Zambia

In 2009 Justin Chisenga and Davy Simumba conducted a study Open Access Publishing: Views of Researchers in Public Agricultural Research Institutions in Zambia. About 83% of the respondents supported the basic principle of Open Access, i.e. provision of barrier-free and cost-free access to research literature for all individuals interested in the literature, and an overwhelming number of them (90%) indicated their willingness to publish in Open Access journals. At least 68% of the respondents said that they would support the policies of research institutes, the government and donor agencies funding research to have publications from research activities deposited in Open Access institutional repositories.

Zambia Library Consortium (ZALICO) promotes Open Access in the country and builds capacities among its member organisations to set up and maintain Open Access repositories.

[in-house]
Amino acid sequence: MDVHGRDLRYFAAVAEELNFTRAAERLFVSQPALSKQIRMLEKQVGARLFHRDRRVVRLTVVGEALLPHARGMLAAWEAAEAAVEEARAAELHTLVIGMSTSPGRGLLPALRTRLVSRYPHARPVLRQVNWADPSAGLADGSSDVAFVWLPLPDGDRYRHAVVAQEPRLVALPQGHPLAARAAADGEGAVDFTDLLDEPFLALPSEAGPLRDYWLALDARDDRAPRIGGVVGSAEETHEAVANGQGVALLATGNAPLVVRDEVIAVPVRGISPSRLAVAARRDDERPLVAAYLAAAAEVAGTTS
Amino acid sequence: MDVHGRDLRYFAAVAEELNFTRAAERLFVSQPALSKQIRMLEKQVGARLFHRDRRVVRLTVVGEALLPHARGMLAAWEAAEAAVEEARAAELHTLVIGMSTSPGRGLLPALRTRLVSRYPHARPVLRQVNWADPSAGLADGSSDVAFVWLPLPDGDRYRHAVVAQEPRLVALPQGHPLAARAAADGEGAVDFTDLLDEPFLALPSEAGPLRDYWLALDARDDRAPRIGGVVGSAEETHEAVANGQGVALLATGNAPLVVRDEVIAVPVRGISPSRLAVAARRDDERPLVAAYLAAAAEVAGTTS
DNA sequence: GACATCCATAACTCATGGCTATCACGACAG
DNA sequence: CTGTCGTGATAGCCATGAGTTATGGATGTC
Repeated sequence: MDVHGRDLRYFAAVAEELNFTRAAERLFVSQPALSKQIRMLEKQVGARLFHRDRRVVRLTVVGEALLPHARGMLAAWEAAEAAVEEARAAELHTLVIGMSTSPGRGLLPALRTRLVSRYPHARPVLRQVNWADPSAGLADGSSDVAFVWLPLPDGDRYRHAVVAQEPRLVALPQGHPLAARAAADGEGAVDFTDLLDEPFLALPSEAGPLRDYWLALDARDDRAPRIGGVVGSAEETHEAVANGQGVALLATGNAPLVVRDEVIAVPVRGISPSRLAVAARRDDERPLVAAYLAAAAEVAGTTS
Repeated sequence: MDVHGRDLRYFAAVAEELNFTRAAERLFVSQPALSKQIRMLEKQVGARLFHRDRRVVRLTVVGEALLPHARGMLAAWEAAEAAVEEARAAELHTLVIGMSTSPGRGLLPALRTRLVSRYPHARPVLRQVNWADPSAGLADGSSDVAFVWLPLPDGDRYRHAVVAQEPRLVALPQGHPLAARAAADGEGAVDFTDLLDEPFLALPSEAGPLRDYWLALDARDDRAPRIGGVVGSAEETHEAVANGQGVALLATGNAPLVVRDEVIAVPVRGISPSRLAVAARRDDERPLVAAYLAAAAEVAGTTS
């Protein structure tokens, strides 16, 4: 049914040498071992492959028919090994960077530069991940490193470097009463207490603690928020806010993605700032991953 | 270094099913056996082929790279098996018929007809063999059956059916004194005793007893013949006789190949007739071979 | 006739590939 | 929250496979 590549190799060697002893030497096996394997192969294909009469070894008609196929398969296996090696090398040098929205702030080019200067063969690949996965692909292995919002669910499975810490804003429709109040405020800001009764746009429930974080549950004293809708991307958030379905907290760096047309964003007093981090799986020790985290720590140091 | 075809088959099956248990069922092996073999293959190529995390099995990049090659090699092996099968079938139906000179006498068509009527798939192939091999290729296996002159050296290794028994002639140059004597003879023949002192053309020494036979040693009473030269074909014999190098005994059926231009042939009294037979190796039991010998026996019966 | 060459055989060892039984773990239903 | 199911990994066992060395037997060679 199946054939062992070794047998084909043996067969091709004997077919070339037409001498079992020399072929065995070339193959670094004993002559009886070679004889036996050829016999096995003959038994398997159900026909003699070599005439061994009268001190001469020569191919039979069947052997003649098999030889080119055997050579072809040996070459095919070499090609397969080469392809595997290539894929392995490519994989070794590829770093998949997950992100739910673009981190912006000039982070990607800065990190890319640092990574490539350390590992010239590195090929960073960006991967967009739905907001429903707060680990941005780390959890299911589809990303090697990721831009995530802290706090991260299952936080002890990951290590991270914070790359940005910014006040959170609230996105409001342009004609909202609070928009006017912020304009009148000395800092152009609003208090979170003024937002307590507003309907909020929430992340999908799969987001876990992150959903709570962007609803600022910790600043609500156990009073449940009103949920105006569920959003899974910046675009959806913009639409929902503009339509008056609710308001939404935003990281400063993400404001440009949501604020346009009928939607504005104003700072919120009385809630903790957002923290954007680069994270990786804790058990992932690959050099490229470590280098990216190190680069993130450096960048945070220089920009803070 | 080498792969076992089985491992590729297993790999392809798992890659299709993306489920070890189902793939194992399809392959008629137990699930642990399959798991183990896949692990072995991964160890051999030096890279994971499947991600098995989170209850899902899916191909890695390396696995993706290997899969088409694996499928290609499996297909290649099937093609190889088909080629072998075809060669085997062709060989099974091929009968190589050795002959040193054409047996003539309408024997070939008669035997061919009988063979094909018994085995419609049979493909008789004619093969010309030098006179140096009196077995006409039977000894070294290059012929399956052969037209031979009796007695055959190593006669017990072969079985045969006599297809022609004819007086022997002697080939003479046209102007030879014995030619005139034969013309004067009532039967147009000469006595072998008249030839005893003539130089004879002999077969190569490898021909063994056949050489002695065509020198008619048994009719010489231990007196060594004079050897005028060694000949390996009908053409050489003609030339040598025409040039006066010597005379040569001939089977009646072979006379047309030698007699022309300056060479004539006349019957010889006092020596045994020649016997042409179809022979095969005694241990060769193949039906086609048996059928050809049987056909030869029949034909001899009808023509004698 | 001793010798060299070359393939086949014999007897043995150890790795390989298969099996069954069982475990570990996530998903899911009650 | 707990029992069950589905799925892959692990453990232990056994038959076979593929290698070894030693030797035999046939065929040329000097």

Open Access repositories are being set up in the following institutions: Copperbelt University Library, National Science Technology Center (NSTC), The University of Zambia and National Assembly of Zambia.

Researchers from Zambia publish articles in international Open Access journals. For example 173 articles have been published with BioMed Central – an STM (Science, Technology and Medicine) publisher which has pioneered the Open Access publishing model – and among them there are highly accessed articles by researchers from Chainama Hills College Hospital of Health Sciences; Department of Public Health and Research, Ministry of Health Headquarters; District Health Offices in Choma, Chongwe, Ndola and Lusaka; Division of Sociology, School of Medicine, School of Veterinary Medicine, University Teaching Hospital and Zambia HIV related TB project (Zambart), University of Zambia; The Malaria Institute at Macha, Macha Mission Hospital and the Macha Research Trust; Malaria Consortium; National Malaria Control Centre and Programme, Ministry of Health; Netherlands Development Organisation (SNV); Prisons Care and Counselling Association; Rwanda-Zambia HIV-1 Research Group; Tropical Diseases Research Centre; Zambia Emory HIV Research Project; Zambia HIV/AIDS Prevention, Care and Treatment Partnership; and World Health Organization.